It should be mentioned that in Chile the most used suffix for demonyms is –ino, found 22 times in the toponyms of the country’s major cities (santiaguino, antofagastino, coihaiquino/coyhaiquino, copiapino, curanipino, chañaralino, frutillarino, iloquino, lonquimayino, elenino, osornino, padrehurtadino, padrelascasino, puconino, puertomontino, natalino, portovarino, rancagüino, aconcagüino, talquino, viñamarino, yerbabuenino), which represent some 40% of the lexicon sampled for our statistical research. The next most frequent suffix is -ense (11 ex.): curanipense, chiloense, chillanense, iloquense, pascuense, lebunense, serenense, panguipullense, puntarenense, temuquense, villarricense. Nevertheless, not only is this suffix considered dominant in the neighbouring Argentina, but also in Brazil. On the other hand, -eño is found in seven examples being ariqueño, atacameño, castreño, chilhueño, iquiqueño, sanfelipeño, porteño. A similar frequency of usage is observed in case of -ano (5 ex.) in such demonyms as ancuditano, coquimbano, tocopillano, valdiviano, villaricano. Such suffixes as -ista, -ón, -ote, -ejo, -ico, and –eno are each found in one case only. The zero suffix is found in place names consisting of more than one word and the respective demonyms in those cases retain the initial capitals: María Pinto and Última Esperanza. This phenomenon seems understandable due to the lexical complexity of these place names; nor would it be strange if the demonyms included only one and salvanot both components — in that case we would suggest such variants as pinteño, esperancino [20. Р. 24—26].


Unlike in Argentina and Chile, the most productive suffix in the demonyms of Paraguay is -eño (chaqueño, caaguaceño, caazapeño, centraleño, guaireño, chaqueño, esteño, luqueño, capiateño, lambareño, limpeño, roquealonseño, franqueño, itagueño, villariqueño-guaireño, caacupeño, iteño); it is used in almost half of our analysed examples and followed by -ense (altoparanaense, paranaense, amambayense, canindeyuense, hernandariense, itapuense, ñembyense, ovetense, paraguariense, paraguariense, pilarense) and smaller numbers of various others (-ano, -ero, -eno, -ino).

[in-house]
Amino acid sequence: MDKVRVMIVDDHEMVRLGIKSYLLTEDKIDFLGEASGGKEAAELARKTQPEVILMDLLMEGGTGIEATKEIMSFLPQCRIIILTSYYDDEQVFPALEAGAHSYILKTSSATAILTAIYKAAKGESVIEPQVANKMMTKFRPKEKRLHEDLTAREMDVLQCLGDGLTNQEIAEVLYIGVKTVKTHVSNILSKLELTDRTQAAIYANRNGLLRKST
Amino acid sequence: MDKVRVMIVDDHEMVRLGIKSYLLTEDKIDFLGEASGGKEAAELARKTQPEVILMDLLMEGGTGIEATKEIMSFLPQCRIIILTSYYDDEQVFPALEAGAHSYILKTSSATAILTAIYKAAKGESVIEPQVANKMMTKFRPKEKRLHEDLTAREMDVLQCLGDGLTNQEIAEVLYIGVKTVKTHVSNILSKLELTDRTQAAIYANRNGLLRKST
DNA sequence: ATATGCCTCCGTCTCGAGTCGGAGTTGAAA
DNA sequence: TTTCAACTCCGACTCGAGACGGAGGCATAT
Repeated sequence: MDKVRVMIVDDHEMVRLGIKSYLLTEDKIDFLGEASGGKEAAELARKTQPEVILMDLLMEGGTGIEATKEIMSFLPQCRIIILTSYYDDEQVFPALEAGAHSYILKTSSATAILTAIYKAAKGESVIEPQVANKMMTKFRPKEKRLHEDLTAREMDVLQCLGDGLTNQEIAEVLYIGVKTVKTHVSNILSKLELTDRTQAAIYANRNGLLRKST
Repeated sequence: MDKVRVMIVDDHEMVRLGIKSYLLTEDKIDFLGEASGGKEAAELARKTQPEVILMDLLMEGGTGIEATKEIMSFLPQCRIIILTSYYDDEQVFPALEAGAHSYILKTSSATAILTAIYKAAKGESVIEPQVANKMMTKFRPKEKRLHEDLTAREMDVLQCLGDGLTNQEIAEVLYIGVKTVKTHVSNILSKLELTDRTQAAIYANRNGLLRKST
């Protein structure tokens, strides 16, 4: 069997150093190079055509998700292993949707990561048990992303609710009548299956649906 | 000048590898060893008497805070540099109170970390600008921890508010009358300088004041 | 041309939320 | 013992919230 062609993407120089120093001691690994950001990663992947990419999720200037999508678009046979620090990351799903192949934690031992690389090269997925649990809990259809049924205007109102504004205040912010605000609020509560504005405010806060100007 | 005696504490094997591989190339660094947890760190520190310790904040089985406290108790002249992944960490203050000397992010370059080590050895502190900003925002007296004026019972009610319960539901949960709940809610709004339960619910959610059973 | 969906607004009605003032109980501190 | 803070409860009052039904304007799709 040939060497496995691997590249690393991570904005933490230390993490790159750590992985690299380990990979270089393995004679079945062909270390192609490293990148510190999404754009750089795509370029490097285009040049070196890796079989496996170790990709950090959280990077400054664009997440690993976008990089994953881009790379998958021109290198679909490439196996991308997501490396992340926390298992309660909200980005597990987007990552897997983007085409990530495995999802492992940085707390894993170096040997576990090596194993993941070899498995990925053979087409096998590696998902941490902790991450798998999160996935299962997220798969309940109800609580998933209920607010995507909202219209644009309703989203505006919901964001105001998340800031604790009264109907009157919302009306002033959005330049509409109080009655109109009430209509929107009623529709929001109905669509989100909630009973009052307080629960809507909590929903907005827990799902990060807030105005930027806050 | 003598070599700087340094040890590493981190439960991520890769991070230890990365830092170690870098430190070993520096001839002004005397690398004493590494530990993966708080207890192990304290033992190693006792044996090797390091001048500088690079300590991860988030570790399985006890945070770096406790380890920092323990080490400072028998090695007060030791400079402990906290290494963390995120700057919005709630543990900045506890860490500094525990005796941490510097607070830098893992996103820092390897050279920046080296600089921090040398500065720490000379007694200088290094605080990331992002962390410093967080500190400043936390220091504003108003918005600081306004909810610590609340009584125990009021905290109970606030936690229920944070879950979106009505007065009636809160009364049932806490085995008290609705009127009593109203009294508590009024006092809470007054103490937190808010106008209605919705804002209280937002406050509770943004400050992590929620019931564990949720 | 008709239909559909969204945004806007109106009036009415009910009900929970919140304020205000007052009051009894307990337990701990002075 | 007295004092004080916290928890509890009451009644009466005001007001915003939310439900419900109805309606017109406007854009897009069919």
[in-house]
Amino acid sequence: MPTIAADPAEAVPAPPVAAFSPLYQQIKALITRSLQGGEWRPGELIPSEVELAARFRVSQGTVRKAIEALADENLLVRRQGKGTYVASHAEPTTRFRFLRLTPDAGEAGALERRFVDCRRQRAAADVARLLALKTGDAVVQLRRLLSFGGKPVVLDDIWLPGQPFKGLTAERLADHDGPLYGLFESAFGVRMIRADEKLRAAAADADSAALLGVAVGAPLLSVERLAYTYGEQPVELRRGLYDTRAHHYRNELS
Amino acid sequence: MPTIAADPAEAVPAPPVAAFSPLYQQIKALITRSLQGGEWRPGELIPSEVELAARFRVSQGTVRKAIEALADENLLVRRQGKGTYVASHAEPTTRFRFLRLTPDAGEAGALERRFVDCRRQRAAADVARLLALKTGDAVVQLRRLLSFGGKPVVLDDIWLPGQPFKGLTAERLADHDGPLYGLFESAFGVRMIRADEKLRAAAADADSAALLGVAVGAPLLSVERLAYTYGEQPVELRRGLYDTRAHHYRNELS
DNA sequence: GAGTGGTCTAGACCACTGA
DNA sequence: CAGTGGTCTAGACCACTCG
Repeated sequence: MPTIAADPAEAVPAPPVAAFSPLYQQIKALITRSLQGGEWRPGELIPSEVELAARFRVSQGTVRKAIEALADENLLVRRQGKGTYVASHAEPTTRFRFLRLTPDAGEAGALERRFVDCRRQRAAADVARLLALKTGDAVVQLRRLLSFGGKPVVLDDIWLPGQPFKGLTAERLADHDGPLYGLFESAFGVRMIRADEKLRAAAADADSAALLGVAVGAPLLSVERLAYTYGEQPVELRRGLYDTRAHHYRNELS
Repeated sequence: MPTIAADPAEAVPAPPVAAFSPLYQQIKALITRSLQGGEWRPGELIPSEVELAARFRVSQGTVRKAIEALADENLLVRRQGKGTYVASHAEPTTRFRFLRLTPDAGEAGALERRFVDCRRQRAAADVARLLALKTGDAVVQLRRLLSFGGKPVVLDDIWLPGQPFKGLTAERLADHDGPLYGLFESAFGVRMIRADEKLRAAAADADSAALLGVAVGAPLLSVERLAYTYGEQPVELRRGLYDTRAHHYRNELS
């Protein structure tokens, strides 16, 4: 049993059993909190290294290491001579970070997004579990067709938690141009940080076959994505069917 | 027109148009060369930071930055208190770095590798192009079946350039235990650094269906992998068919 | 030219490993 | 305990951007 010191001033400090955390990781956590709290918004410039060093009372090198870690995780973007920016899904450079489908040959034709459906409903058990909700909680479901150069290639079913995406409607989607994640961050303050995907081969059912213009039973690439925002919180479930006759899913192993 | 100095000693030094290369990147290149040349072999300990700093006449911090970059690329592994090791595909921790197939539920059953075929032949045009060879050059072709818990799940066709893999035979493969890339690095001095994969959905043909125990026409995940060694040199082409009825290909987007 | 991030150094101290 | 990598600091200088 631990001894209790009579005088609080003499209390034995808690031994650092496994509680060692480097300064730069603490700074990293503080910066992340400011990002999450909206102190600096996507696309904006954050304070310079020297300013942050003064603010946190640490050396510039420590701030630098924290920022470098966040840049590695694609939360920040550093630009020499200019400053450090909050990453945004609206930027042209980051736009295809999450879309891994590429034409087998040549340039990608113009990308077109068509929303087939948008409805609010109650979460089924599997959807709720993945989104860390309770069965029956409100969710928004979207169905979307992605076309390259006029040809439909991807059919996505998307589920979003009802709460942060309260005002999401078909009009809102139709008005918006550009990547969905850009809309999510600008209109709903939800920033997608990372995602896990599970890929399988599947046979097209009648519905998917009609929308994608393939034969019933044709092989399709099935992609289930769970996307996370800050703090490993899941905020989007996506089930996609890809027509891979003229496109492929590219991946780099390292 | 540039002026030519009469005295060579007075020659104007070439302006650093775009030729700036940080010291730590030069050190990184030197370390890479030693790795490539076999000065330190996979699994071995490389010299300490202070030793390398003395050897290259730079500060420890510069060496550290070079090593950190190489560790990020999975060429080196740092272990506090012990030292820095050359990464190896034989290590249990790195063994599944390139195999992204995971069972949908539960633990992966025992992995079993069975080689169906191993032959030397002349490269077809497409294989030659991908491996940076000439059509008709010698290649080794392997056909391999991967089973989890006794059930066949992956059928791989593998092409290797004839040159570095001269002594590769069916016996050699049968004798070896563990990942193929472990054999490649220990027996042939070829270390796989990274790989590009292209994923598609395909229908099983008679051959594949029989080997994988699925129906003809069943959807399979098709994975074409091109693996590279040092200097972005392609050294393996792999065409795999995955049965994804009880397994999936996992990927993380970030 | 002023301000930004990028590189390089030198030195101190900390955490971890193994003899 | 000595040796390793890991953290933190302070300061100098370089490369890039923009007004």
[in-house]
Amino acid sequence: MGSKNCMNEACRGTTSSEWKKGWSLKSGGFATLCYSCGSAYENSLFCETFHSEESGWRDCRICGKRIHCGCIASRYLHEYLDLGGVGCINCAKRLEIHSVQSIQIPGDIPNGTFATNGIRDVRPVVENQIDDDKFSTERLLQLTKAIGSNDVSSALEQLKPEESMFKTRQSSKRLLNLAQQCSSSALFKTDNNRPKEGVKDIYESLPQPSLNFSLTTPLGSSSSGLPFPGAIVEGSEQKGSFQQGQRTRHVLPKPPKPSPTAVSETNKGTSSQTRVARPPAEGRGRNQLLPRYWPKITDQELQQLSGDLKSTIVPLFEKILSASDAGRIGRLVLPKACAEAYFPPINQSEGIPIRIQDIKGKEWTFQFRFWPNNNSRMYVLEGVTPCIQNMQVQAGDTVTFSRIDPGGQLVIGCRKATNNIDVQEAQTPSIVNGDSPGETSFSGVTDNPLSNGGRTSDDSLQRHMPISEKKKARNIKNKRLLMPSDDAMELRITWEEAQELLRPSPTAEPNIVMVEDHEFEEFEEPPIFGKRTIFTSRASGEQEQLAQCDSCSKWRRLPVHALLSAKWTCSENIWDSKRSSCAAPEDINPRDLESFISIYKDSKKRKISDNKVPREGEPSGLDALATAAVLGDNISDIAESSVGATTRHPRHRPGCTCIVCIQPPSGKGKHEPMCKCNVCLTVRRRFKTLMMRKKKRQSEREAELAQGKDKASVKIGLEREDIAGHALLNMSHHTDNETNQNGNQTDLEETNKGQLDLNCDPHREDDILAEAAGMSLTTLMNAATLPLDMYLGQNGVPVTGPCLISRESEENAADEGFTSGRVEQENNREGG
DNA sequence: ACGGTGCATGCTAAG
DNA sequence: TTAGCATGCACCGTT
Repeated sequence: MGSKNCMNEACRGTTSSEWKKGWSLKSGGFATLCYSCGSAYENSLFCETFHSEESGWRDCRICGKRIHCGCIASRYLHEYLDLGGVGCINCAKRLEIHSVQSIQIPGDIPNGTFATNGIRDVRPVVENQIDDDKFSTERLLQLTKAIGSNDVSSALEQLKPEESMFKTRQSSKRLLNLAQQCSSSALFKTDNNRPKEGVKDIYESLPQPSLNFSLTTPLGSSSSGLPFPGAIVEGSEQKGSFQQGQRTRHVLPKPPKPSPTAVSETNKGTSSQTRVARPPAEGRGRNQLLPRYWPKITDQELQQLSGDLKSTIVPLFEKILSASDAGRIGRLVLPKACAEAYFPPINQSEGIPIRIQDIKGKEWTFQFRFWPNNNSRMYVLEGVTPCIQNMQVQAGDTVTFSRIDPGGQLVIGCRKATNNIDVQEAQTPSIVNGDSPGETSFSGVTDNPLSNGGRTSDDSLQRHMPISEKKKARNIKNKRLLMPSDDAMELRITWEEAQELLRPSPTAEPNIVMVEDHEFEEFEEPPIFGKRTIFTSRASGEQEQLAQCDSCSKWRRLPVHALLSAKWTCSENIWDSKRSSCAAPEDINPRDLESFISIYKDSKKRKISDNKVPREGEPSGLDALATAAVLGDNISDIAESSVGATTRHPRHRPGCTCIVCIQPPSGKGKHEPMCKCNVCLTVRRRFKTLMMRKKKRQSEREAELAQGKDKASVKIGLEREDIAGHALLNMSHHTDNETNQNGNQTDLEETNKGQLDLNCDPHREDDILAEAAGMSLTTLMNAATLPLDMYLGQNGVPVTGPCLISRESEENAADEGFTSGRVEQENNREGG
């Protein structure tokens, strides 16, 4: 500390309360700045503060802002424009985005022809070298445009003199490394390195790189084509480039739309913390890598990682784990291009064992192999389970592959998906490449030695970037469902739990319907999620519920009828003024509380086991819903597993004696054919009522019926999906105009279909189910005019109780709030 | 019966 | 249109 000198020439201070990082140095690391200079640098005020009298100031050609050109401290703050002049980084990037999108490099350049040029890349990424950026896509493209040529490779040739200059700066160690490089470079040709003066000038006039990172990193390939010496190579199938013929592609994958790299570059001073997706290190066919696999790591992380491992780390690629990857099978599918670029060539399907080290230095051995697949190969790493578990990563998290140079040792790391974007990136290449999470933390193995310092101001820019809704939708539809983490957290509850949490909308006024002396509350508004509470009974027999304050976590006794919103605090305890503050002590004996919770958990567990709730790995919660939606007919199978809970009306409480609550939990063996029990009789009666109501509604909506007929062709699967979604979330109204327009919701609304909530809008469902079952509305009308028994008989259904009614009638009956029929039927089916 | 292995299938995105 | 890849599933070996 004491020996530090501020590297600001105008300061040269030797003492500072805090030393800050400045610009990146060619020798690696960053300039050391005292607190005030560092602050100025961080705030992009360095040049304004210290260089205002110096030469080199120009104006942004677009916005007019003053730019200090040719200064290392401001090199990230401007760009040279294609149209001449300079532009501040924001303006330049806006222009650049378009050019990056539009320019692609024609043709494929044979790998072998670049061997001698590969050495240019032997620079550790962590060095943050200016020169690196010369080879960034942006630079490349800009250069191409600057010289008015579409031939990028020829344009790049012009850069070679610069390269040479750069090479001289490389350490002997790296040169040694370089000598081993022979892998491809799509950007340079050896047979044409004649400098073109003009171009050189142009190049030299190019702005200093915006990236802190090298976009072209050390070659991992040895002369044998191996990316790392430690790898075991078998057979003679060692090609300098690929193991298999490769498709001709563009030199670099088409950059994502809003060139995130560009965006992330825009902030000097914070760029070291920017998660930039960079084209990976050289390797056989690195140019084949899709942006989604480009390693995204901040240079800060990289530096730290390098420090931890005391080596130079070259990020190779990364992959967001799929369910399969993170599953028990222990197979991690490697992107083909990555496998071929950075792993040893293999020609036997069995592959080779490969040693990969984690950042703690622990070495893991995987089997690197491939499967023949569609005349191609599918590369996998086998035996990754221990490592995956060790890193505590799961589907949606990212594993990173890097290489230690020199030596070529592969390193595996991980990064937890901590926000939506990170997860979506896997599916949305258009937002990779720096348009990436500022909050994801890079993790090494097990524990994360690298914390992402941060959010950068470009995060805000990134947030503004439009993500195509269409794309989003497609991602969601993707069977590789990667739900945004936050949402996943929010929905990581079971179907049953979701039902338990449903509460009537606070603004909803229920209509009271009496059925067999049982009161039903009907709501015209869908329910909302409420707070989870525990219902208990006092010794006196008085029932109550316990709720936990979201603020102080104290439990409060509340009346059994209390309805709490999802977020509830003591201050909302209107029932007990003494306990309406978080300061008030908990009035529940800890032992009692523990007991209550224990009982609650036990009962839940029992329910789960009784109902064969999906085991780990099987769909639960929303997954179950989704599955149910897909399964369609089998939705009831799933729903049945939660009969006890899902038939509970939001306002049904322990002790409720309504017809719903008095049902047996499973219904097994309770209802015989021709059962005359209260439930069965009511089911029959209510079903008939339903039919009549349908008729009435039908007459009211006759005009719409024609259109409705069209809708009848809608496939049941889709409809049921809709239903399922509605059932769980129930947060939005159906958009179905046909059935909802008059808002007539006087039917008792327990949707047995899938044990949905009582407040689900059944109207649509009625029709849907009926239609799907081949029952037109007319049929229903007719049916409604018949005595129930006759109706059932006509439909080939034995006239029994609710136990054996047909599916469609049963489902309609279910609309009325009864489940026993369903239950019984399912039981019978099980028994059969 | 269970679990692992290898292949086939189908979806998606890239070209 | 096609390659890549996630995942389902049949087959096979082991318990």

Unlike the demonyms of Uruguay that are also part of our sample, the examples from Paraguay show the tendency of keeping the lexeme San:

San Pedro (department) — sampedrano (alveolar -n- changes to labial -m-);

San Antonio — sanantoniano;

San Lorenzo — sanlorenzano.

In the rest of the cases, when the place name contains more than one element, one of them is omitted while deriving the corresponding demonym:

Departamento Central — centraleño;

Ciudad del Este — esteño;

Fernando de la Mora — fernandino;

Coronel Oviedo — ovetense;

Pedro Juan Caballero — pedrojuanino;

Presidente Franco — franqueño;

Mariano Roque Alonso — roquealonseño.

Considering the fact that homonymy is not infrequent in the place name motivation, we have come across a series of examples of homonymy in the cluster of demonyms related to Rio de la Plata:

Misiones (Paraguay) / Misiones (Argentina) — misionero;

Fernando de la Mora (Paraguay) / Maldonado (Uruguay) — fernandino.

However, it should be stressed that this is only a tendency that must not be treated as a general rule, having in mind that the toponyms Asunción (Paraguay) y La Asunción (the capital of the Nueva Esparta department in Venezuela) serve to show us an opposite case, since the related demonyms (asunceno and asuntino) were made up using different suffixes: (-eno and -ino).


We have come to conclusion that the suffixes of the Uruguayan demonyms are similar in terms of productivity to the case of Argentina: -ense (artiguense, artiguense, barrosblanquense, cerrolarguense, costense, coloniense, coloniense, duraznense, duraznense, floridense, floridense, pedrense, maldonadense, maldonadense, melense, pandense, rionegrense, riverense, riverense, rochense, rochense, sorianense, tacuaremboense, tacuaremboense, rioplatense) is the most popular one, whereas the next positions belong to -ino, -ano, -ario, -ero, and -eño, which is found in Uruguay only thrice.